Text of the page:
The full weight of life sometimes keeps you down, boxes you in, prevents you from roaring at the top of your lungs. Work, family, life and death - real stuff that gets in the way of the play. Every now and then I look up and realize I've been swimming in crap for weeks on end, working too hard and letting the finer things in life slip past the ends of my fingers, which have cramped from too many long nights of typing legal briefs. The I'll step outside and start running, sprinting to nowhere, pegging my pulse and jarring my heart into action. "ARRRGGGHHH!!!!"
Its been over a month since I've posted on this blog. I intended to spend more time outside, but it didn't work out that way. A death in the family, two nights in the emergency room, and many many long hours of work kept me down as I hopelessly watched the summer weeks pass me by.
So this past weekend, I stepped onto the rock and sprinted - and screamed - and bashed in my knuckles till they bled. And it felt great.
Day 1: 1st pitch of the Great Game to the Godforsaken Land. 5.10+ A0, 4 pitches
Jungle Warfare, 5.10-, 4 pitches
Nate and I had the Grand Wall on our mind but wanted a warm up, so we headed to the Squaw. Good times!
Looking over at Right Wing - looks like its been cleaned up and provides a sweet .10b option to access the top of the Squaw.
Looking back down at Right Wing from the belay station where the two routes merge before the last .10d pitch.
The final .10d pitch kicked my ass. I took a small fall on the overhanging finger and hand crack, dangling from the end of the rope 300 ft off the deck. Sometimes it feels good to get in over your head.
Jungle Warfare was a sweet cruise.
Day 2: The Grand Wall, 5.11- A0, 9-10 pitches
Ah yeah, that's the shizzle.
Ed and Bill made some fine company at the top of the Split Pillar. Bill did a great job on the pillar and I got to take a few pics from the top.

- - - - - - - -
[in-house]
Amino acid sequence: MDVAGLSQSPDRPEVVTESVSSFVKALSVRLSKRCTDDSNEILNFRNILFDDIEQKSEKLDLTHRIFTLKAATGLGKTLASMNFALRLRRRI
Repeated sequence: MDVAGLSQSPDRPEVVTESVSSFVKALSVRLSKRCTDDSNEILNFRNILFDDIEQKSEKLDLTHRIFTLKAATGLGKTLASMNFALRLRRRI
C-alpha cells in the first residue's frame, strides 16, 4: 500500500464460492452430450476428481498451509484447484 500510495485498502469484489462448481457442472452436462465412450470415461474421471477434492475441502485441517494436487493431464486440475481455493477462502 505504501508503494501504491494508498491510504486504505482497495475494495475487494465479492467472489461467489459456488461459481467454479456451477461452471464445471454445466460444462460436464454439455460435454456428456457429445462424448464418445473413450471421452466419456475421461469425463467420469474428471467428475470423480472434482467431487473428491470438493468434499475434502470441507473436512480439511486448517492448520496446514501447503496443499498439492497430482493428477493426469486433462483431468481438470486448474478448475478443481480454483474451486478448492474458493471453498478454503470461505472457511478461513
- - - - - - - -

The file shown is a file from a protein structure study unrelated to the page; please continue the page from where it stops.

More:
The Split Pillar is amazing!! Woot! The Sword may have been even better, but I was too whooped to take any real shots of it. Here's Nate at the top as I look back from the bolt ladder. Airy.
Day 3: Centerfold, 5.10b, 3 pitches
Magic Mushroom, 5.9
Penny Lane, 5.9
I'm slowing down, getting worn out, finally feeling relaxed and detached from life for a few minutes. My body aches. Fingers bleed. Feet are sore. Canadian kids kept me up till 2 am with techno music. My brain slowly shakes off the effects of oxycodone and beer. Now this feels like vacation.
On the way in the first day I noticed a nice new gravel ramp heading up towards the Papoose, but I thought it was closed. A quick trip to Valhalla Pure and some dumb ass confirms that yes, the Papoose is closed and isn't expected to open anytime soon. Now on the morning of day 3, we're driving out of the campground, and there is a party of 2 walking up the ramp headed towards the crag. wtf?! Ok, screw Valhalla Pure - let's try Climb On. Ah right - so now we find out they opened it earlier this spring. Glad we can get some accurate information somewhere in this town.
So anyway, up we go for the five minute approach. A party of 2 from Vancouver is starting the 2nd pitch, so we wait a few minutes and then I head up. I'm giddy from having a 3rd straight day on the rock, and I'm chit chatting and BSing my way up to the first ledge. I feel bad for the Vancouver couple for having to listen to my gibberish, but I'm having too much fun. The .10b slab moves in the low angle groove get my attention, and we're back in the vertical.
By the end of the day, my brain and body start to shut down. I can barely muster the motivation to walk into the Smoke Bluffs for a final pitch. I pass out in a camp chair at 6 pm. Then I'm up again listening to more techno music, then back asleep, then up again listening to reggae music, then asleep again. Finally, I wake up one more time and its morning, and I'm lying in a puddle of rain water inside my tent. We pack it up and start inhaling greasy bacon and coffee before hitting the road. The caffeine in my veins barely keeps me conscious as we drive south. Slowly I start to think towards next weekend - and the drive back to Squamish - and another 4 days of the same.
On Monday, I got the inevitable questions - "How was the weekend." All I can offer is a big smile - "It was good."
Here are some more photos at Nate's page.
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